Caligula by Simon Turney

Orion | 2018 (8 March) | 480p | Review copy | Buy the book

Caligula by Simon TurneyThere are few people in more danger in Tiberius’s Rome than the children of Germanicus. Germanicus, the nephew and adopted son of Tiberius, was Rome’s greatest general of the day, an emperor in waiting. But he is dead and his sons are Tiberius’s heirs while the daughters are pawns in marriage. To be an heir to Tiberius is a dangerous thing, especially with the emperor tucked away on his luxurious island retreat of Capri, having left the business of Rome’s protection to Sejanus, the Prefect of the Praetorian Guard, master of an army. Sejanus hates the children of Germanicus. He wishes them reduced in number. The youngest are sent to Capri to live under the nose of an insane emperor in his villa of games, superstitions and murder. There we meet the youngest child, Livilla, sister of Gaius, a boy known to friends and history alike as Caligula. And it’s Caligula’s story that Livilla tells.

Although the Roman senate stopped short of damning Caligula’s memory after his death, thanks to the influence of his uncle and successor Claudius, history has not been kind to Caligula and the stories of his dissolute life and rule have been hard for authors to resist (I’ll never forget John Hurt’s portrayal of Caligula in the TV adaptation of Robert Graves’ I, Claudius), but was Caligula really as mad as many would have it? And if he was a monster, was he born that way or was he another victim of Rome’s extraordinary imperial family and its ambitious generals and politicians? This is a topic that can’t fail in my eyes and, after a recent spate of novels re-examining or celebrating the monster that was Nero, it’s good news indeed to now find his uncle Caligula in the spotlight.

The figure of Caligula is undoubtedly a gift to an author but it must be done right. And Simon Turney has done a magnificent job of stripping away the infamy and propaganda to reassemble a fresh image of Caligula, as seen through the eyes of an innocent child, his adoring youngest sister Livilla. But that is just the beginning. We meet Caligula as a boy, living at the edge of a lethal court, in daily risk of exile or execution, but with an innate and ingenious talent for survival. The boy we meet at the beginning is not the man we leave at the end and it’s this transformation which is so immensely gripping and fascinating, and original.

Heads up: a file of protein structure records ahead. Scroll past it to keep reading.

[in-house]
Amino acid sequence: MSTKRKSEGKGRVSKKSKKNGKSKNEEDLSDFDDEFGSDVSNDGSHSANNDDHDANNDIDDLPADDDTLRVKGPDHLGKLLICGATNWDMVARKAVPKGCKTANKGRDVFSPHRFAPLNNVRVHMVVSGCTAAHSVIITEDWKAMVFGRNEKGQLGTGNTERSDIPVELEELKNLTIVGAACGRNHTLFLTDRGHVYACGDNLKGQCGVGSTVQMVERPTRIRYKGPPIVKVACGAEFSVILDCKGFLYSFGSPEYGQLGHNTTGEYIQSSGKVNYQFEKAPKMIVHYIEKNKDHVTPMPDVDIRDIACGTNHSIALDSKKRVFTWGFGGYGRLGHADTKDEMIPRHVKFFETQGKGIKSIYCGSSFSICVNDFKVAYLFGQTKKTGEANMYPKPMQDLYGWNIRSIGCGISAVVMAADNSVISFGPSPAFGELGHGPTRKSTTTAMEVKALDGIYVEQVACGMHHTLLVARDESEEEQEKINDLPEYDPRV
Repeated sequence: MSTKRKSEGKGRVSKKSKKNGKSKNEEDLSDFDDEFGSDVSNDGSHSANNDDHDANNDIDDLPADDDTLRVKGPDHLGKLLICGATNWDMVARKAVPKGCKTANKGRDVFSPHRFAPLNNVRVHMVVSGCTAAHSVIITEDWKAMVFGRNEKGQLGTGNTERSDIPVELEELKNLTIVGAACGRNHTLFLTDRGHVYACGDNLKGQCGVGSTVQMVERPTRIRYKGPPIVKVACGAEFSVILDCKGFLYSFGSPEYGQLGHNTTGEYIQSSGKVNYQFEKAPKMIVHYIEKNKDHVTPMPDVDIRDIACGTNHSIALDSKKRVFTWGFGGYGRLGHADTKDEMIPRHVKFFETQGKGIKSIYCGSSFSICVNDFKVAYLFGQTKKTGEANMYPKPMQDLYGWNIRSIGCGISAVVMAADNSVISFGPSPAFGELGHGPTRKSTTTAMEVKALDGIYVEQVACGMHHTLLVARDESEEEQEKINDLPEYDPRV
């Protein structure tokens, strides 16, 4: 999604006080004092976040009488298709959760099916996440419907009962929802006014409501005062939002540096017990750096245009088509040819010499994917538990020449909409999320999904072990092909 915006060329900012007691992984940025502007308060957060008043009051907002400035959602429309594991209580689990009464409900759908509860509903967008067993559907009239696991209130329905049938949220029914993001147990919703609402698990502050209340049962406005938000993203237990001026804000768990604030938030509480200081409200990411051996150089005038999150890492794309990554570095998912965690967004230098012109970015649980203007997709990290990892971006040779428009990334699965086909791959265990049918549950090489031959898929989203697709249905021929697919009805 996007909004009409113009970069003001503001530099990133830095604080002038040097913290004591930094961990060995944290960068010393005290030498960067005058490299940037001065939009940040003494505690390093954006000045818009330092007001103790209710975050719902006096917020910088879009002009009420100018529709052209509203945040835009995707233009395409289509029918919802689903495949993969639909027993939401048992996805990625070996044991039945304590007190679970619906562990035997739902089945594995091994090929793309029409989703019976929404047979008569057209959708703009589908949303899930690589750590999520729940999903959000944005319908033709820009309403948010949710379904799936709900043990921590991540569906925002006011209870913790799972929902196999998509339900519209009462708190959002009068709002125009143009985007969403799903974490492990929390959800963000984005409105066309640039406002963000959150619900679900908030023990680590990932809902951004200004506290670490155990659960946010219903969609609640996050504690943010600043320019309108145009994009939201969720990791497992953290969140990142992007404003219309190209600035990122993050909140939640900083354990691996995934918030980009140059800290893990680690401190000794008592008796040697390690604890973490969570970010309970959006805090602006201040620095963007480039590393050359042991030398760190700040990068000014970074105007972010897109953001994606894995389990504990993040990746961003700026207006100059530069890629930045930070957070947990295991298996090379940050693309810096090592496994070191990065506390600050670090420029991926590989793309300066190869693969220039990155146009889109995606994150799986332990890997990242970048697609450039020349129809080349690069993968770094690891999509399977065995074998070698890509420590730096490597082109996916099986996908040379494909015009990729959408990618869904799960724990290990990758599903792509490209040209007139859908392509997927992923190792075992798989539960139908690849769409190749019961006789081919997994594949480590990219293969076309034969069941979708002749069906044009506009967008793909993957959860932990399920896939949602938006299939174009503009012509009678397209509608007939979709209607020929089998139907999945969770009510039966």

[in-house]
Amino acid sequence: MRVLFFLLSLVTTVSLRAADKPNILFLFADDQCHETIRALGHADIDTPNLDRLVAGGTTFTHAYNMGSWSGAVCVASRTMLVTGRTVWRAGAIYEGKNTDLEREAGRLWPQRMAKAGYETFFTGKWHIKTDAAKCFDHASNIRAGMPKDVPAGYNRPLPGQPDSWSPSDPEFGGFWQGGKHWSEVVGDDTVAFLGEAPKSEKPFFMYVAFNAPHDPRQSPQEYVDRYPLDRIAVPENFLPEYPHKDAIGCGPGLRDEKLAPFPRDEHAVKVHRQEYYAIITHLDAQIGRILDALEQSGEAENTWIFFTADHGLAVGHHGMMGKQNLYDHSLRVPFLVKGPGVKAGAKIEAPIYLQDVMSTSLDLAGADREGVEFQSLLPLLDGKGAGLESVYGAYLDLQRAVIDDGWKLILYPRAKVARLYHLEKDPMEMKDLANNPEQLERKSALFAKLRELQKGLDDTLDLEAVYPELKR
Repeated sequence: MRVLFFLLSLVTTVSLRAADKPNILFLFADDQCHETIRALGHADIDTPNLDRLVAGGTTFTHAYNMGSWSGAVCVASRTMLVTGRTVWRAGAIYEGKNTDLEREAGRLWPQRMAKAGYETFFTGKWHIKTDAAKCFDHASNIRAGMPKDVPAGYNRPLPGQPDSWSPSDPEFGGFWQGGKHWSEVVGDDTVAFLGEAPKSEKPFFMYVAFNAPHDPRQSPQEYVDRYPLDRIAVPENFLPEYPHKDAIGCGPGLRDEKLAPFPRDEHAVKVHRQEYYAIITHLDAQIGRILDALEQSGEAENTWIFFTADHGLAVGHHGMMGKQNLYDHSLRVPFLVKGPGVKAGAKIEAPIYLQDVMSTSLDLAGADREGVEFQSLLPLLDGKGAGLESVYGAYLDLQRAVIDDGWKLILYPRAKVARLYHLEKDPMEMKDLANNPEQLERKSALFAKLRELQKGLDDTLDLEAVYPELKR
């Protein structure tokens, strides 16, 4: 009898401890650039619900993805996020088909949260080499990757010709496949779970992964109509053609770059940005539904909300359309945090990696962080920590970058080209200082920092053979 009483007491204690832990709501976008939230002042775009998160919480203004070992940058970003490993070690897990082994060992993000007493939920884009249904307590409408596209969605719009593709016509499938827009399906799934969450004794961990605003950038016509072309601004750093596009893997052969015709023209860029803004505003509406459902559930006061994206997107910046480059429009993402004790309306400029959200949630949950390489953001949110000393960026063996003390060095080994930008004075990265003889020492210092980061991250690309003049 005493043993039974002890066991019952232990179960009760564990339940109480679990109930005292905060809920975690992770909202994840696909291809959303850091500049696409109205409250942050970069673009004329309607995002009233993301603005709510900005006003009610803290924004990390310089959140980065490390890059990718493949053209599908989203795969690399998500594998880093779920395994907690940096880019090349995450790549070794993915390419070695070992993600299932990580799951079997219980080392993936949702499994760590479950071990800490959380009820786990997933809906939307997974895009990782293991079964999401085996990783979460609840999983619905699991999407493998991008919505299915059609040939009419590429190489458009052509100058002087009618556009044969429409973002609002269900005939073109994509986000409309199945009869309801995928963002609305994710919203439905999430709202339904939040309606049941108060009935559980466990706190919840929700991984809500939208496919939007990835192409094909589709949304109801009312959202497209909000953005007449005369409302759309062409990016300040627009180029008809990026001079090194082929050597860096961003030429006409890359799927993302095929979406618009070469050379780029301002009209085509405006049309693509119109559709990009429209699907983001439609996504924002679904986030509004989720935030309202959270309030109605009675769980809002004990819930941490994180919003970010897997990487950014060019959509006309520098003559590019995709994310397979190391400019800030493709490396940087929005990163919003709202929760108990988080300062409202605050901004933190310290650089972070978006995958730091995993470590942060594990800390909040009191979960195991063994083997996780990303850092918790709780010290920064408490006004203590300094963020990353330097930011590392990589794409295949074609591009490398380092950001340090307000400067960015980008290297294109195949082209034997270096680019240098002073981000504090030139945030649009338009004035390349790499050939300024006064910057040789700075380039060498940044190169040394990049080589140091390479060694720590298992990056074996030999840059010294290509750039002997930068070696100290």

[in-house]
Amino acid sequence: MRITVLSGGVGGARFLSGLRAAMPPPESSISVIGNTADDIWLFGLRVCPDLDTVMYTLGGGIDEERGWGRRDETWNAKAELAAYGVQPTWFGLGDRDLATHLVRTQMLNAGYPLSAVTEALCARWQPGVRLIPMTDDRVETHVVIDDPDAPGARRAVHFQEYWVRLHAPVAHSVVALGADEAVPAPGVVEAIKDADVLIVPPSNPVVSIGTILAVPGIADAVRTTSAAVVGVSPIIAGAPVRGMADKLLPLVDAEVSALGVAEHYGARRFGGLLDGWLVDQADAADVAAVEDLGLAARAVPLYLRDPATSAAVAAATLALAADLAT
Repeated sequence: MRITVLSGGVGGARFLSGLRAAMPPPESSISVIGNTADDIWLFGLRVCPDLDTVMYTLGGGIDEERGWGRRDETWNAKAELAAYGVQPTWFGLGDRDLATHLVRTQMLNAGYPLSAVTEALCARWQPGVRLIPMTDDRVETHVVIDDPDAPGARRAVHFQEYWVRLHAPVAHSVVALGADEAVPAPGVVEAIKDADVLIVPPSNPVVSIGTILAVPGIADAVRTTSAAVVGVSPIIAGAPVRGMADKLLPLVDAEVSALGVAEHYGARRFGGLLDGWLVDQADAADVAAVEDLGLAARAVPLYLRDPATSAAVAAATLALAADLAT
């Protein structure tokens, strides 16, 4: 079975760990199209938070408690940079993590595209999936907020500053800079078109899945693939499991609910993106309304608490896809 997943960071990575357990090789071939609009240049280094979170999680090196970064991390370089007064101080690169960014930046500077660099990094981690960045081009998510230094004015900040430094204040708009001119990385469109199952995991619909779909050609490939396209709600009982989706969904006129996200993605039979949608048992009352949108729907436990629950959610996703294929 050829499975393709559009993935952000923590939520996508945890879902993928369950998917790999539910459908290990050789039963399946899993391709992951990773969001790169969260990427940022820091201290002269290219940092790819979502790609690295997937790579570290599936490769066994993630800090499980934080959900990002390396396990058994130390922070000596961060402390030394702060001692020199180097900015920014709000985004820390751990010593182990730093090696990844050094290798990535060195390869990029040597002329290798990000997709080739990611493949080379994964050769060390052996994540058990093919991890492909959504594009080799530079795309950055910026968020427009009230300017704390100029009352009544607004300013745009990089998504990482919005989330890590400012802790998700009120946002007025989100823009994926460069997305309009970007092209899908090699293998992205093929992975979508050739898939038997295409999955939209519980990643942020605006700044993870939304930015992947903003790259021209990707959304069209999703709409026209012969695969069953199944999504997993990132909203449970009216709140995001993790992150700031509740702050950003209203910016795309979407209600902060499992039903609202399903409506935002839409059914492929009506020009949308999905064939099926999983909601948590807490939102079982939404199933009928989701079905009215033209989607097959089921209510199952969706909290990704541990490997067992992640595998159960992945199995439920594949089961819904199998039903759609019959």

It’s easy to focus on Caligula because he is a tour de force throughout this novel, an exceedingly charismatic and gifted individual, who, at least in the early days, is very easy to like. It’s spellbinding watching him grow. But there are other people to watch here, too, including Livilla who herself is altered by events. Her story is every bit as compelling as her brother’s and it made me weep. We grow particularly close to Livilla because she is our eyes and ears. She is often a secret witness, hiding in gardens, behind curtains, around corners. Little escapes Livilla. It’s what she must do with the knowledge she learns that causes her the most pain.

Another character who instantly grabbed is Agrippina, sister to Livilla and Caligula, and perhaps as notorious to history as her brother. This is Nero’s mother in waiting and we all know what happened to her. She is shocking! There’s no rewriting of history here – Agrippina is a nasty piece of work and there can be no excuses. She is, as a result, a page stealer.

Caligula is a beautifully structured and developed novel. I must say that I was surprised that the author picked a female voice for his narrator but he has done a wonderful job in making her feel real and it was an inspired idea to reveal Caligula through her eyes. This is a Caligula I can believe in. It’s a fine psychological portrait of a damaged man, someone who could have been great, who wanted to be great, but instead became a devil. But it also paints a fabulous picture of Rome and Capri. It’s both beautiful and terrifying and Capri in particular is absolutely horrifying, the stuff of nightmares. It’s hardly surprising that Caligula corrupts in such an appalling and hideous manner. It’s a mesmerising, haunting and disturbing transformation and it literally gave me nightmares.

Caligula is an enormous achievement and most definitely one to be proud of. And what a beautiful cover! It’s great news to learn that this is the first in a series and it has a fantastic title – The Damned Emperors! Irresistible! I can’t wait to see who is next for the Turney treatment.

Other reviews and features
Marius’ Mules I: The Invasion of Gaul
Marius’ Mules II: The Belgae
‘Writing historical locations’ – a guest post

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